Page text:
OTTAWA — Senior civil servants explored offering Indigenous-language training to federal employees and possible exemptions to those who already speak one from requiring fluency in both English and French, newly released documents show.
Deputy ministers from several departments discussed the issue last fall.
A memo, released to The Canadian Press under federal access-to-information laws, flagged a “growing tension” between official-language requirements and Indigenous languages.
Under Canada’s Official Languages Act, federal institutions must offer working environments for employees to communicate in both French and English, and offer services to Canadians in either language.
As such, communicating in both is expected for senior executives and there are a number of public service jobs where bilingualism is mandatory. There is room, however, for an employee to take classes and learn French or English as a second language.
The memo issued last fall said a working group was held about making changes to the official-language requirements. It said some Indigenous public servants belonging to a network of around 400 who work for the federal government asserted the need for a “blanket exemption.”
“My own personal view is there are opportunities for exemption — if the individual speaks an Indigenous language,” Gina Wilson, a deputy minister who champions the needs of federal Indigenous public servants, wrote in an email to colleagues last November.
“Our GG (Governor General) is a good example.”
Inuk leader Mary Simon’s appointment in 2021 sparked a discussion — and some controversy — over bilingualism in Canada’s highest offices, given how Simon, the first Indigenous person named as Governor General, spoke English and Inuktitut, but not French.
Simon, who was born in Kangiqsualujjuaq, in the Nunavik region of northern Quebec, said she attended a federal day school and wasn’t able to learn French.
She committed to doing so after her appointment and has been taking lessons, delivering some French remarks in public speeches.
Commissioner of official languages Raymond Théberge said more than 1,000 complaints about Simon’s lack of French were lodged with his office after Prime Minister Justin Trudeau named her to the role.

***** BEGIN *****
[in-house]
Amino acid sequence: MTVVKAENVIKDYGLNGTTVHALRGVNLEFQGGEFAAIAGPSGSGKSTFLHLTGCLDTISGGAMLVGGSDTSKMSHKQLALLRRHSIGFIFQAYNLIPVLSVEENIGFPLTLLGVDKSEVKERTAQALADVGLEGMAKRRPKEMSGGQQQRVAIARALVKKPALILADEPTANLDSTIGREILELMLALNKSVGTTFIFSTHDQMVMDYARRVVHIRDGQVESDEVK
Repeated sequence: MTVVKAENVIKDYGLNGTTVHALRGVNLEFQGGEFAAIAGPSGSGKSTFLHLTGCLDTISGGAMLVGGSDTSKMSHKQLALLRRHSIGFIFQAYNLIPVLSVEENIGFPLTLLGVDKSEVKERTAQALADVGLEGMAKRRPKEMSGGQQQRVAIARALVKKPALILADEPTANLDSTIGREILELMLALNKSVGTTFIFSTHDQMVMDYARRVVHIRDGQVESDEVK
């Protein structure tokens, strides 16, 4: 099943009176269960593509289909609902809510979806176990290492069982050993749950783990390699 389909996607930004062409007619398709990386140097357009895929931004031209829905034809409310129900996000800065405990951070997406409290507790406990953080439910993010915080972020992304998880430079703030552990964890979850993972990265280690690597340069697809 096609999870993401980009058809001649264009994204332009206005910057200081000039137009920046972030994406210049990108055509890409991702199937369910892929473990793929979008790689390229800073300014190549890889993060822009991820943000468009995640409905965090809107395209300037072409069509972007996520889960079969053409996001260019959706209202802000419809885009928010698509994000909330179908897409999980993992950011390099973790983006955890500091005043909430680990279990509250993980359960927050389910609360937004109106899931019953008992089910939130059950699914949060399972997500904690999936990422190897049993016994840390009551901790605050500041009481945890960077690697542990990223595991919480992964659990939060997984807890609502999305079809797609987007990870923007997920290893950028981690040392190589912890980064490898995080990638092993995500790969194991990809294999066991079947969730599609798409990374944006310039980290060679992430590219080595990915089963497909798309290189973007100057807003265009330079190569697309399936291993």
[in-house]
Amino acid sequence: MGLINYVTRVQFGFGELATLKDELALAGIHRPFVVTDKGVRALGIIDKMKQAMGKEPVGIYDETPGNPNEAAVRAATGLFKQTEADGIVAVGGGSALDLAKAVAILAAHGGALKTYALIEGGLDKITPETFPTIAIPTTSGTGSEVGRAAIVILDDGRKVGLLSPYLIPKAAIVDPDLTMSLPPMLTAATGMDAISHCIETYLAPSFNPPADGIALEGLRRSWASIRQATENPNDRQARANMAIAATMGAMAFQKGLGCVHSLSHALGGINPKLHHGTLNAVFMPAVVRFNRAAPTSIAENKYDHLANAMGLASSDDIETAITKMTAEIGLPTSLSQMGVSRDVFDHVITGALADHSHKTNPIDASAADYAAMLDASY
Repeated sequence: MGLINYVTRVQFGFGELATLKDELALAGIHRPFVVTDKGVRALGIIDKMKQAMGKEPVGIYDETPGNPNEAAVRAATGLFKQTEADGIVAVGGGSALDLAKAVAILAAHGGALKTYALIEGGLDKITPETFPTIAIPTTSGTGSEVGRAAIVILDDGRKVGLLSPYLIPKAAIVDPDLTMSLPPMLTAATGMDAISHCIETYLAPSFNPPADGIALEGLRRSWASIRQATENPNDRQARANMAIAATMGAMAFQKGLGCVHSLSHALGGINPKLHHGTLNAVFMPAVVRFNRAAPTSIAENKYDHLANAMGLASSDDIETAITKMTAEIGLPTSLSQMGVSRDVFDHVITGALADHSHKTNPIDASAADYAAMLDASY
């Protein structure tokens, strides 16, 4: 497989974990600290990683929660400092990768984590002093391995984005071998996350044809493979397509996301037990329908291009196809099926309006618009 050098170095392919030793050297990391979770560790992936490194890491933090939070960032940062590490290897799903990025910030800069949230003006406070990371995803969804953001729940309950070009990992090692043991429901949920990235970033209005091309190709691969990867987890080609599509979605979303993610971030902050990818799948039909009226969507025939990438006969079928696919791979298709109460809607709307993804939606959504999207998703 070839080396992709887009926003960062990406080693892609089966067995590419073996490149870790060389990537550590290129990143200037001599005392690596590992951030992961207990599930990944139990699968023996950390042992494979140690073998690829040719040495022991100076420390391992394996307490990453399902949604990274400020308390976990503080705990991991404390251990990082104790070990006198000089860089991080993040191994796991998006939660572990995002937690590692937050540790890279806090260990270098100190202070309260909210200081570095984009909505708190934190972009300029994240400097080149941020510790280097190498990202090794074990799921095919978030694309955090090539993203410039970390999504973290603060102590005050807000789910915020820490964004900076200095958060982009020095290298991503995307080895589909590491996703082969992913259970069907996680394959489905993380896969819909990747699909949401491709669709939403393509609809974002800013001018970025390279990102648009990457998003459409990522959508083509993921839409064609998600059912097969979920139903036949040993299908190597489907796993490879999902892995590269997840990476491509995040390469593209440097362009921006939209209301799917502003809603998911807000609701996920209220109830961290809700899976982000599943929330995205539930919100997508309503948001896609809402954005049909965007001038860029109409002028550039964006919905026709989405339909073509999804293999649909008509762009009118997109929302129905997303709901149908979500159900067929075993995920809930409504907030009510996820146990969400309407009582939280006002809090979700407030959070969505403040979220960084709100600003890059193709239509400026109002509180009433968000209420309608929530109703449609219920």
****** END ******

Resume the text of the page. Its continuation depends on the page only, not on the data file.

Language training has been identified as one of the issues preventing Indigenous employees in the federal public service from advancing in their careers.
A report authored by public servants around the celebration of Canada’s 150th anniversary recommended those who are Indigenous be exempt from official-language requirements and instead be provided with chances to learn the language of their community.
It’s unclear if Ottawa plans to move ahead on changes to language requirements, training or exemptions.
A spokeswoman for Crown-Indigenous-Relations and Northern Affairs Canada said both that ministry and Indigenous Services Canada “have no plans to offer department-wide Indigenous language training,” noting employees have offered workshops in the past.
It said Indigenous employees are encouraged to talk to their managers about language training.
Crown-Indigenous Relations Minister Marc Miller, an anglophone who speaks French and is learning Mohawk, said in an interview that the idea of an exemption is a sensitive issue.
“Inevitably, when you have to make one of those decisions, it is more often than not, and almost always, at the expense of jettisoning French,” said Miller, who represents a riding in Montreal.
“I don’t think that’s something that most people would find palatable … there are resources to learn it and I think there is the availability to do so.”
In their talks last fall, senior officials proposed ways to address concerns from Indigenous public servants about languages.
Ideas included providing more time to learn a second language and even offering Indigenous-language training, including to non-Indigenous public servants, as a show of reconciliation.
“I certainly recall during my French classes having this nagging thought in the back of my mind that I would be so much more open to this if I had the opportunity to be given training in my own Algonquin language,” Wilson wrote in her email.
“I had a pretty good base in both, but of course my French is much better than my Algonquin now.”
Miller said he supports the idea of Ottawa providing classes, particularly to Indigenous public servants who were not provided the chance to learn these languages for themselves.
He said one challenge to doing so would be making sure Ottawa wasn’t taking language teachers away from communities.
“When you look at the fragility of Indigenous languages across the country, you would not want to be in a circumstance where we’re taking really valuable assets … people in many circumstances that are quite older, and just walking dictionaries out of their communities where communities are struggling to regain their languages.”
The same concern was highlighted by government officials. Both they and Miller said Ottawa faces calls to ensure it provides services to Inuit in Inuktitut.
“We could do better on that,” he said.
One change Lori Idlout, Nunavut’s federal member of Parliament, said should happen — and which officials also pitch in the memo — is for Ottawa to extend the $800 annual bonus it pays to employees who are bilingual to those who speak an Indigenous language.
The representative says she’s been approached by a union about federal employees in Nunavut who speak Inuktitut but are unable to access the compensation because they are not bilingual in French.
“Meanwhile, they’re providing valuable services to Inuit in Inuktitut,” she said. “It’s a huge issue.”
Idlout said Nunavut residents face many barriers when it comes to accessing federal services in general, including in Inuktitut.
According to the memo, officials recommend the government explore a pilot in Nunavut where jobs that require they speak Inuktitut “would not require competency in a second official language.”